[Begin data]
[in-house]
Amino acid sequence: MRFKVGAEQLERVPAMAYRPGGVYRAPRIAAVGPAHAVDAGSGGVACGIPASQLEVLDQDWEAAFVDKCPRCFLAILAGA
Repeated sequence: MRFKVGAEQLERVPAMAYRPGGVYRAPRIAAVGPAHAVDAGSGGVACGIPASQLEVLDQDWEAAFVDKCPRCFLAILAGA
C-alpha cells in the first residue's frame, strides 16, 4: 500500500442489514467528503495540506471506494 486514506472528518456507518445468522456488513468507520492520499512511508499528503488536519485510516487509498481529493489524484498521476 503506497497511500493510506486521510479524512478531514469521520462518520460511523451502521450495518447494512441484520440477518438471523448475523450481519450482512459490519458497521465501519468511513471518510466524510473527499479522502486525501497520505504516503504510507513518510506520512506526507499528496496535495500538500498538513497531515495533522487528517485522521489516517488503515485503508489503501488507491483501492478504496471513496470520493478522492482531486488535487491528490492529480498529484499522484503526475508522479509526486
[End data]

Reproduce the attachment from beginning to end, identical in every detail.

[in-house]
Amino acid sequence: MRFKVGAEQLERVPAMAYRPGGVYRAPRIAAVGPAHAVDAGSGGVACGIPASQLEVLDQDWEAAFVDKCPRCFLAILAGA
Repeated sequence: MRFKVGAEQLERVPAMAYRPGGVYRAPRIAAVGPAHAVDAGSGGVACGIPASQLEVLDQDWEAAFVDKCPRCFLAILAGA
C-alpha cells in the first residue's frame, strides 16, 4: 500500500442489514467528503495540506471506494 486514506472528518456507518445468522456488513468507520492520499512511508499528503488536519485510516487509498481529493489524484498521476 503506497497511500493510506486521510479524512478531514469521520462518520460511523451502521450495518447494512441484520440477518438471523448475523450481519450482512459490519458497521465501519468511513471518510466524510473527499479522502486525501497520505504516503504510507513518510506520512506526507499528496496535495500538500498538513497531515495533522487528517485522521489516517488503515485503508489503501488507491483501492478504496471513496470520493478522492482531486488535487491528490492529480498529484499522484503526475508522479509526486